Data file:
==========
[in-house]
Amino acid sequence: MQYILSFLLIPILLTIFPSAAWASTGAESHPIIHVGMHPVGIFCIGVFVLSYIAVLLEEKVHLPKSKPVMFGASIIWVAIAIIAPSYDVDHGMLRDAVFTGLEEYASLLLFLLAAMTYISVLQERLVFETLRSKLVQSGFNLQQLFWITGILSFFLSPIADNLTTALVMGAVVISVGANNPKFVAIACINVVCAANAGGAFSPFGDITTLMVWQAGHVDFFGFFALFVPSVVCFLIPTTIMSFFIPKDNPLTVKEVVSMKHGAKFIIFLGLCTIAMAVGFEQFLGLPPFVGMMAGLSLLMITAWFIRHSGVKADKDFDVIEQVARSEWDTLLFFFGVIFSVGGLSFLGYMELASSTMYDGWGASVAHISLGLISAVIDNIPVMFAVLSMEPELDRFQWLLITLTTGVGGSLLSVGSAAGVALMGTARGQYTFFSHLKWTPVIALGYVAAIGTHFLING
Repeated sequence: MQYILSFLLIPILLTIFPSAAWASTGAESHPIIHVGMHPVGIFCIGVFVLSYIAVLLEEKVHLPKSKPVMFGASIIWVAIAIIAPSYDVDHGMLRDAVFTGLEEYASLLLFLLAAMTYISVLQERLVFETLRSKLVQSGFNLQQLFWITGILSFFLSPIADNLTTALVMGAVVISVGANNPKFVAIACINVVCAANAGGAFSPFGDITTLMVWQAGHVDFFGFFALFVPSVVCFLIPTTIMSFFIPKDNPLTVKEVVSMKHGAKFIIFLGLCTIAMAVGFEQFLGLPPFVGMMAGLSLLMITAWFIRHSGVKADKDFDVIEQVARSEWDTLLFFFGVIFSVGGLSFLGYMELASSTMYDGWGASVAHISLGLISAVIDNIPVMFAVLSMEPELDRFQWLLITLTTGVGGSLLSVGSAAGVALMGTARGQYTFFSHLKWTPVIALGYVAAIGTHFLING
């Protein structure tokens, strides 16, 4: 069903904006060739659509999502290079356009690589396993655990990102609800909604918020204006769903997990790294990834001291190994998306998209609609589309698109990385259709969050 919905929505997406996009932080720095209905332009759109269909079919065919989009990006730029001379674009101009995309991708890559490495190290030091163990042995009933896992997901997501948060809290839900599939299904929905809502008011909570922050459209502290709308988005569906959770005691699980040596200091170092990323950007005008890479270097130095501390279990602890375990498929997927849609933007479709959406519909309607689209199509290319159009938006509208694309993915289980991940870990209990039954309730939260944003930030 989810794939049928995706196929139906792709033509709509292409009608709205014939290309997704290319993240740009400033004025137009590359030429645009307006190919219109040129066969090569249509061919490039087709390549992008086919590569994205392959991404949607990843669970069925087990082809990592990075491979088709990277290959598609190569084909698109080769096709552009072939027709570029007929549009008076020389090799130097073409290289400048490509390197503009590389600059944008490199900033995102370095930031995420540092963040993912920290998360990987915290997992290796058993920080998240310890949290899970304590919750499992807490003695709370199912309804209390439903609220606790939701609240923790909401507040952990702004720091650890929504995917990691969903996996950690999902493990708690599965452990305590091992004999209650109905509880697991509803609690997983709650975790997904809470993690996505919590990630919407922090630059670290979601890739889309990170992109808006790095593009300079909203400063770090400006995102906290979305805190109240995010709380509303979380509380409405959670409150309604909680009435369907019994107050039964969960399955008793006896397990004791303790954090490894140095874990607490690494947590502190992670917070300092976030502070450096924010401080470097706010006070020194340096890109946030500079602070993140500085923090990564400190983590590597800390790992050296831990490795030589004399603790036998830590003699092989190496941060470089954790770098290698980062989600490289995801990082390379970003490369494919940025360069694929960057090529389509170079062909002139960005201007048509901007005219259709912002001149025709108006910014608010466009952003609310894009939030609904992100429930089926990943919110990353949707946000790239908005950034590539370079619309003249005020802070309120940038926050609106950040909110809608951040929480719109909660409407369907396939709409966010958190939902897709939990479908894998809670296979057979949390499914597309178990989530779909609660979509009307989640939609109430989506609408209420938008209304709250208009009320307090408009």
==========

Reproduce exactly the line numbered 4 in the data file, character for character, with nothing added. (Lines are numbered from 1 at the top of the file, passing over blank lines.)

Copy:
């Protein structure tokens, strides 16, 4: 069903904006060739659509999502290079356009690589396993655990990102609800909604918020204006769903997990790294990834001291190994998306998209609609589309698109990385259709969050 919905929505997406996009932080720095209905332009759109269909079919065919989009990006730029001379674009101009995309991708890559490495190290030091163990042995009933896992997901997501948060809290839900599939299904929905809502008011909570922050459209502290709308988005569906959770005691699980040596200091170092990323950007005008890479270097130095501390279990602890375990498929997927849609933007479709959406519909309607689209199509290319159009938006509208694309993915289980991940870990209990039954309730939260944003930030 989810794939049928995706196929139906792709033509709509292409009608709205014939290309997704290319993240740009400033004025137009590359030429645009307006190919219109040129066969090569249509061919490039087709390549992008086919590569994205392959991404949607990843669970069925087990082809990592990075491979088709990277290959598609190569084909698109080769096709552009072939027709570029007929549009008076020389090799130097073409290289400048490509390197503009590389600059944008490199900033995102370095930031995420540092963040993912920290998360990987915290997992290796058993920080998240310890949290899970304590919750499992807490003695709370199912309804209390439903609220606790939701609240923790909401507040952990702004720091650890929504995917990691969903996996950690999902493990708690599965452990305590091992004999209650109905509880697991509803609690997983709650975790997904809470993690996505919590990630919407922090630059670290979601890739889309990170992109808006790095593009300079909203400063770090400006995102906290979305805190109240995010709380509303979380509380409405959670409150309604909680009435369907019994107050039964969960399955008793006896397990004791303790954090490894140095874990607490690494947590502190992670917070300092976030502070450096924010401080470097706010006070020194340096890109946030500079602070993140500085923090990564400190983590590597800390790992050296831990490795030589004399603790036998830590003699092989190496941060470089954790770098290698980062989600490289995801990082390379970003490369494919940025360069694929960057090529389509170079062909002139960005201007048509901007005219259709912002001149025709108006910014608010466009952003609310894009939030609904992100429930089926990943919110990353949707946000790239908005950034590539370079619309003249005020802070309120940038926050609106950040909110809608951040929480719109909660409407369907396939709409966010958190939902897709939990479908894998809670296979057979949390499914597309178990989530779909609660979509009307989640939609109430989506609408209420938008209304709250208009009320307090408009």